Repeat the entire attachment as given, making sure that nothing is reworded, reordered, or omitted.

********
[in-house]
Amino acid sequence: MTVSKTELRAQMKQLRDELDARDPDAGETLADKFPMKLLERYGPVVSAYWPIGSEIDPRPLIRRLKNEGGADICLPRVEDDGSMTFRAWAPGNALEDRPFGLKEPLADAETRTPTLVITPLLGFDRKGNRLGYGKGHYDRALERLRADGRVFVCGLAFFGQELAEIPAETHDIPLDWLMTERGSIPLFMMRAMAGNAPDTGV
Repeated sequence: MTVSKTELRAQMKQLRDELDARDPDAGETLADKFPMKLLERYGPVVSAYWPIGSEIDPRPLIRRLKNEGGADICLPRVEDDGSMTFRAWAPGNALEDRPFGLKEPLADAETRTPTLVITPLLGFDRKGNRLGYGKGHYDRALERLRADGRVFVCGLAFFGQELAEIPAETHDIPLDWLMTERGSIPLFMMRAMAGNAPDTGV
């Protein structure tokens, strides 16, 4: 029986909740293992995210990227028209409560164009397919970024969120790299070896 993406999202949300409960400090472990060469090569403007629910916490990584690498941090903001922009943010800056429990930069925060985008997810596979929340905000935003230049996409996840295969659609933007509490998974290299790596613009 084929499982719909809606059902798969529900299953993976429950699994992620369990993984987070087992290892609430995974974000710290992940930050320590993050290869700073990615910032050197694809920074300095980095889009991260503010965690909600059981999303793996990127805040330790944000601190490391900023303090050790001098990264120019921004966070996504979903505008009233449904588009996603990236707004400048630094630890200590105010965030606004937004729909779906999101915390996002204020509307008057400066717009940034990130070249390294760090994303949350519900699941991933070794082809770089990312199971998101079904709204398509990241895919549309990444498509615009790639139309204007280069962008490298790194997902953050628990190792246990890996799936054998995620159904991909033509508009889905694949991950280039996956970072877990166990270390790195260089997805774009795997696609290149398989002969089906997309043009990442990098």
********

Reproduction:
[in-house]
Amino acid sequence: MTVSKTELRAQMKQLRDELDARDPDAGETLADKFPMKLLERYGPVVSAYWPIGSEIDPRPLIRRLKNEGGADICLPRVEDDGSMTFRAWAPGNALEDRPFGLKEPLADAETRTPTLVITPLLGFDRKGNRLGYGKGHYDRALERLRADGRVFVCGLAFFGQELAEIPAETHDIPLDWLMTERGSIPLFMMRAMAGNAPDTGV
Repeated sequence: MTVSKTELRAQMKQLRDELDARDPDAGETLADKFPMKLLERYGPVVSAYWPIGSEIDPRPLIRRLKNEGGADICLPRVEDDGSMTFRAWAPGNALEDRPFGLKEPLADAETRTPTLVITPLLGFDRKGNRLGYGKGHYDRALERLRADGRVFVCGLAFFGQELAEIPAETHDIPLDWLMTERGSIPLFMMRAMAGNAPDTGV
């Protein structure tokens, strides 16, 4: 029986909740293992995210990227028209409560164009397919970024969120790299070896 993406999202949300409960400090472990060469090569403007629910916490990584690498941090903001922009943010800056429990930069925060985008997810596979929340905000935003230049996409996840295969659609933007509490998974290299790596613009 084929499982719909809606059902798969529900299953993976429950699994992620369990993984987070087992290892609430995974974000710290992940930050320590993050290869700073990615910032050197694809920074300095980095889009991260503010965690909600059981999303793996990127805040330790944000601190490391900023303090050790001098990264120019921004966070996504979903505008009233449904588009996603990236707004400048630094630890200590105010965030606004937004729909779906999101915390996002204020509307008057400066717009940034990130070249390294760090994303949350519900699941991933070794082809770089990312199971998101079904709204398509990241895919549309990444498509615009790639139309204007280069962008490298790194997902953050628990190792246990890996799936054998995620159904991909033509508009889905694949991950280039996956970072877990166990270390790195260089997805774009795997696609290149398989002969089906997309043009990442990098």